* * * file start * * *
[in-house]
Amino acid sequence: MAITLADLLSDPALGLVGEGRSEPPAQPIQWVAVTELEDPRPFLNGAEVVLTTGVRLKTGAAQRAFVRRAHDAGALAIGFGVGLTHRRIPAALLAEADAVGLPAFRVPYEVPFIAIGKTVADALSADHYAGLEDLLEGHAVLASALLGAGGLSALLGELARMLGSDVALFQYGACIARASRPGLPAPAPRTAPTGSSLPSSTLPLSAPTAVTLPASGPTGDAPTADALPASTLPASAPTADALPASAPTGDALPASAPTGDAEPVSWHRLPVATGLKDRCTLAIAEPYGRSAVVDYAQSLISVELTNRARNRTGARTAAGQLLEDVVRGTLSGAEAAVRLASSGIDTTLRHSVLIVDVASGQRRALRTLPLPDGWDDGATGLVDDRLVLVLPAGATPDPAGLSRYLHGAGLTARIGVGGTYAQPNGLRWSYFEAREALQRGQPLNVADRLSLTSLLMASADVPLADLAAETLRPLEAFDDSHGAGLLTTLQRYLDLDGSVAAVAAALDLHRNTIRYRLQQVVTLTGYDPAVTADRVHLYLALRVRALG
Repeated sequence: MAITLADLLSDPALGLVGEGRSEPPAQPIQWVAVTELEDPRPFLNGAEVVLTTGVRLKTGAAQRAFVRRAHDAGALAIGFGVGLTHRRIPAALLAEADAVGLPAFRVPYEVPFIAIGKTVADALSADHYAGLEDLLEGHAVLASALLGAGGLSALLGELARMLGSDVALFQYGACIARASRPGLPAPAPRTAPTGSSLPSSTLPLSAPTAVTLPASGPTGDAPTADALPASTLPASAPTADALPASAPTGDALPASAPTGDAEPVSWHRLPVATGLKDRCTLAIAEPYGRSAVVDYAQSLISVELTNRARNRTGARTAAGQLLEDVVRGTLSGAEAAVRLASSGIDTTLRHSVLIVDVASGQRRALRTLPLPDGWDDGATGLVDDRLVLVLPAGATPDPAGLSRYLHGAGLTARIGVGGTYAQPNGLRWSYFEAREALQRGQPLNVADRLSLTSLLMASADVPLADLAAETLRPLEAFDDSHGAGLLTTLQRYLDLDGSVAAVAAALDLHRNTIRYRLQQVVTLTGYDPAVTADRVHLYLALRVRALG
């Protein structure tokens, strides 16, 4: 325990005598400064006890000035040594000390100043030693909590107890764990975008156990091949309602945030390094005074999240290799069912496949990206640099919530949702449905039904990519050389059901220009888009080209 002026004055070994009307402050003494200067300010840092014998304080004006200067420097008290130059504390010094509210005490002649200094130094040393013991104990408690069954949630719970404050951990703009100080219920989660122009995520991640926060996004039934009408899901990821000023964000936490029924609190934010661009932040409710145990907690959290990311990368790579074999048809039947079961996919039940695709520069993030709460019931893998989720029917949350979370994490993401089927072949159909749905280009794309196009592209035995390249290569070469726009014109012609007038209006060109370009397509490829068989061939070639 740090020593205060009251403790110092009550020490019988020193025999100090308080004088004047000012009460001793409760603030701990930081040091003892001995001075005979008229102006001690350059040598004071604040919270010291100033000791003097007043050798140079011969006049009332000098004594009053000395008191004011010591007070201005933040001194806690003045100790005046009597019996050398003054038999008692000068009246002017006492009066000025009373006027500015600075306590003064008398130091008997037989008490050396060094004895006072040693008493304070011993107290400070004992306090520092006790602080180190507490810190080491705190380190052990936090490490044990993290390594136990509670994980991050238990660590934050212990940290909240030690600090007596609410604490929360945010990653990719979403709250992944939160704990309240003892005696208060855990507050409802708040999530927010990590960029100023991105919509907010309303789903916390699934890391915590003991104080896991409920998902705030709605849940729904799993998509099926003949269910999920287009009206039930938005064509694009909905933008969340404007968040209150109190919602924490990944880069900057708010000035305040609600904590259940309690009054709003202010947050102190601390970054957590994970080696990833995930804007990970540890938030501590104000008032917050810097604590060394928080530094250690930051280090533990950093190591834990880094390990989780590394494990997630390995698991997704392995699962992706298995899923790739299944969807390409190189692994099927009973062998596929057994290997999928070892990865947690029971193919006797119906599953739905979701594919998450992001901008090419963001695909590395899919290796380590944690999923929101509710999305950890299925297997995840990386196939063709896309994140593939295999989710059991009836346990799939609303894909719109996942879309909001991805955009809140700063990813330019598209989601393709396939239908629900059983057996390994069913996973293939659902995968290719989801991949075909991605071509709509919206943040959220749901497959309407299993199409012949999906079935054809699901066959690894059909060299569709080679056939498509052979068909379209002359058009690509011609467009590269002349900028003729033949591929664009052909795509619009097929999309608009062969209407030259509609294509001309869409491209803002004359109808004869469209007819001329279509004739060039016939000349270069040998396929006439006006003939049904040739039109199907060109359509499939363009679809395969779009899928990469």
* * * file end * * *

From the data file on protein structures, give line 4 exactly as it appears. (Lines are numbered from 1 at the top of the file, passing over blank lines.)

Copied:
């Protein structure tokens, strides 16, 4: 325990005598400064006890000035040594000390100043030693909590107890764990975008156990091949309602945030390094005074999240290799069912496949990206640099919530949702449905039904990519050389059901220009888009080209 002026004055070994009307402050003494200067300010840092014998304080004006200067420097008290130059504390010094509210005490002649200094130094040393013991104990408690069954949630719970404050951990703009100080219920989660122009995520991640926060996004039934009408899901990821000023964000936490029924609190934010661009932040409710145990907690959290990311990368790579074999048809039947079961996919039940695709520069993030709460019931893998989720029917949350979370994490993401089927072949159909749905280009794309196009592209035995390249290569070469726009014109012609007038209006060109370009397509490829068989061939070639 740090020593205060009251403790110092009550020490019988020193025999100090308080004088004047000012009460001793409760603030701990930081040091003892001995001075005979008229102006001690350059040598004071604040919270010291100033000791003097007043050798140079011969006049009332000098004594009053000395008191004011010591007070201005933040001194806690003045100790005046009597019996050398003054038999008692000068009246002017006492009066000025009373006027500015600075306590003064008398130091008997037989008490050396060094004895006072040693008493304070011993107290400070004992306090520092006790602080180190507490810190080491705190380190052990936090490490044990993290390594136990509670994980991050238990660590934050212990940290909240030690600090007596609410604490929360945010990653990719979403709250992944939160704990309240003892005696208060855990507050409802708040999530927010990590960029100023991105919509907010309303789903916390699934890391915590003991104080896991409920998902705030709605849940729904799993998509099926003949269910999920287009009206039930938005064509694009909905933008969340404007968040209150109190919602924490990944880069900057708010000035305040609600904590259940309690009054709003202010947050102190601390970054957590994970080696990833995930804007990970540890938030501590104000008032917050810097604590060394928080530094250690930051280090533990950093190591834990880094390990989780590394494990997630390995698991997704392995699962992706298995899923790739299944969807390409190189692994099927009973062998596929057994290997999928070892990865947690029971193919006797119906599953739905979701594919998450992001901008090419963001695909590395899919290796380590944690999923929101509710999305950890299925297997995840990386196939063709896309994140593939295999989710059991009836346990799939609303894909719109996942879309909001991805955009809140700063990813330019598209989601393709396939239908629900059983057996390994069913996973293939659902995968290719989801991949075909991605071509709509919206943040959220749901497959309407299993199409012949999906079935054809699901066959690894059909060299569709080679056939498509052979068909379209002359058009690509011609467009590269002349900028003729033949591929664009052909795509619009097929999309608009062969209407030259509609294509001309869409491209803002004359109808004869469209007819001329279509004739060039016939000349270069040998396929006439006006003939049904040739039109199907060109359509499939363009679809395969779009899928990469």